Not long ago, the NY Times would toss local news leads in the trash; its staff was so stealthy in lifting stories from the city’s community weeklies that they’d rarely deign to give them credit; free drinks, dinners and comaraderie determined the assignment of soft neighborhood features, and … well, that was when the Times was The Times.
Today, the shoe’s on the other foot. Community media (now mostly bloggers) are lifting copy from the Times (although unlike old Times editors who stole from community weeklies with impunity, the bloggers virtually always credit their source); the Times itself is groveling – begging actually — for help. Some applaud the Times for recognizing the landscape’s seismic shift and adjusting its structure accordingly; others find it sad to watch a king brought low, hearkening — get ready for a stretch — to Isaiah 5:15: “The mighty shall be humbled, and the eyes of the lofty shall be abased.”
Instead of hiring a community reporting team, the Times adopted the subminimum labor practices long common among both hand-to-mouth weeklies and the toniest magazines — it’s looking to interns and wannabe journalists (including graduate students from the City University of New York) to produce its two The Local blogs. These NY Times blogs serve upscale neighborhoods where bloggers are emblematic of the competition that imperils the future of the Times — Fort Greene and Clinton Hill in Brooklyn, and Maplewood, Milburn and South Orange in New Jersey. (In Fort Greene and Clinton Hill, Brownstoner is the standout; in New Jersey there is BaristaNet, poster child for the hyperlocals.) Presumably, if The Local works there, it will be replicated elsewhere.
When news breaks in The Local’s turf, the Times breaks out the invite: come and work for us, for free. On Monday, the Times used its The Local Web page to reach out for help with what might have been a breaking news story. Take a look:
Did anything actually happen at Brooklyn Hospital on Monday? Was there a “truck leak”? As of 6:17 pm — six hours after the Times asked its readers to play reporter for a day — that remained anyone’s guess, since The Local did not post a follow-up. This is typical for pajama bloggers, not an example of world-class hyperlocal coverage we might expect from the newspaper of record.
It doesn’t have to be this way.
The blogs (or their unforeseen later incarnations) which are likely to be central to a reformulated Fourth Estate will eagerly drop a quarter before posting rumors, and will follow-up on rumors that make it online through other channels (after all, no gatekeeper can will rumors off the internet — in the brave new world, everyone has a key). The Times actually made a profit last quarter!; it should make a call before (or at least immediately after) posting a breaking rumor.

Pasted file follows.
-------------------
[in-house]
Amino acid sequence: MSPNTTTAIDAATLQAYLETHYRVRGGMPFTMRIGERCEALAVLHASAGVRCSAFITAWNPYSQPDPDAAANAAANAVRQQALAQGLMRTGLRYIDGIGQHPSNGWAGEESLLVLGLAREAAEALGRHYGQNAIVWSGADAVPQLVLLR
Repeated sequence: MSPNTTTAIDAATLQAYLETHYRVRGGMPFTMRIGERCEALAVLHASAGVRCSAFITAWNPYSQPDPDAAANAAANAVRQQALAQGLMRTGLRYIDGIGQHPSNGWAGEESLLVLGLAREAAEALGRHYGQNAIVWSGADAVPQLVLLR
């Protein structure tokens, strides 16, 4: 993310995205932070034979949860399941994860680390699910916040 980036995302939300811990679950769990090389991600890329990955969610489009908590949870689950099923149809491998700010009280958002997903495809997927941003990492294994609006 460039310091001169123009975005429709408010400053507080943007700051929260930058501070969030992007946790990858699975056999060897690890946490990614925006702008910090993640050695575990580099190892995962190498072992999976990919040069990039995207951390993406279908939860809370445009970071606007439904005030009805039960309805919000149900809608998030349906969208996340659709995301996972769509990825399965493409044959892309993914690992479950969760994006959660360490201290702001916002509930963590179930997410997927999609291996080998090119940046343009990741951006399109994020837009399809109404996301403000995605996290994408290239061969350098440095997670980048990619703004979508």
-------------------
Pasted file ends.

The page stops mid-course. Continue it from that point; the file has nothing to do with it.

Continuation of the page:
[UPDATE: At 6:37 pm on Monday, the The Local finally confirmed that something did happen outside Brooklyn Hospital — an unidentified worker in the hospital's linen department said an unidentified tanker delivering diesel fuel had punctured and leaked; The Local also quoted an unidentified FDNY spokesman as saying that about 25 gallons of diesel fuel leaked and was cleared by a hazmat team from Queens which responded at 11:06 am — more than an hour before The Local's initial shoutout.]
Meanwhile, what else was The Local’s Fort Greene-Clinton Hill edition posting on Monday?
At 11:01 am, there was another free-labor pitch to the Craigslist set, combined with a RFQ (request for questions) to guide whichever free journos might wander in.
Yes, you, too, can be a poor, starving journalist:
[UPDATE: On Tuesday at 3:46 pm, The Local reported that the precinct council meeting referenced above had been cancelled, adding: "We’ll repost sooner to the new date, but will bank the great questions you’ve already posed. And don’t hesitate to email firstname.lastname@example.org if you’d like to go and cover it for us in March."]
Then at 5:58 pm, The Local ran a rambling weather report.
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I’m not saying that the Times is off course in its partnership with CUNY’s Graduate School of Journalism (whose students join neighborhood cameos in filing to The Local) and in its outreach to readers.
Jeff Jarvis‘ charges at CUNY are certainly getting more out of this relationship than Columbia University students did when they produced local newspapers like Bronx Beat, now online, or as they are doing now with the online Brooklyn Ink (which seems as much a training ground for how to assemble an aggregation site as anything else), and from peddling copy to community weeklies.
But let’s be candid here: The august NY Times is putting itself on the same professional level as the pajama bloggers.
The Gray Lady should be striving to match and exceed the higher standards and superior practices displayed by BaristaNet and similar Web sites, rather than racing to be an equal with those at the bottom of the blogging spectrum.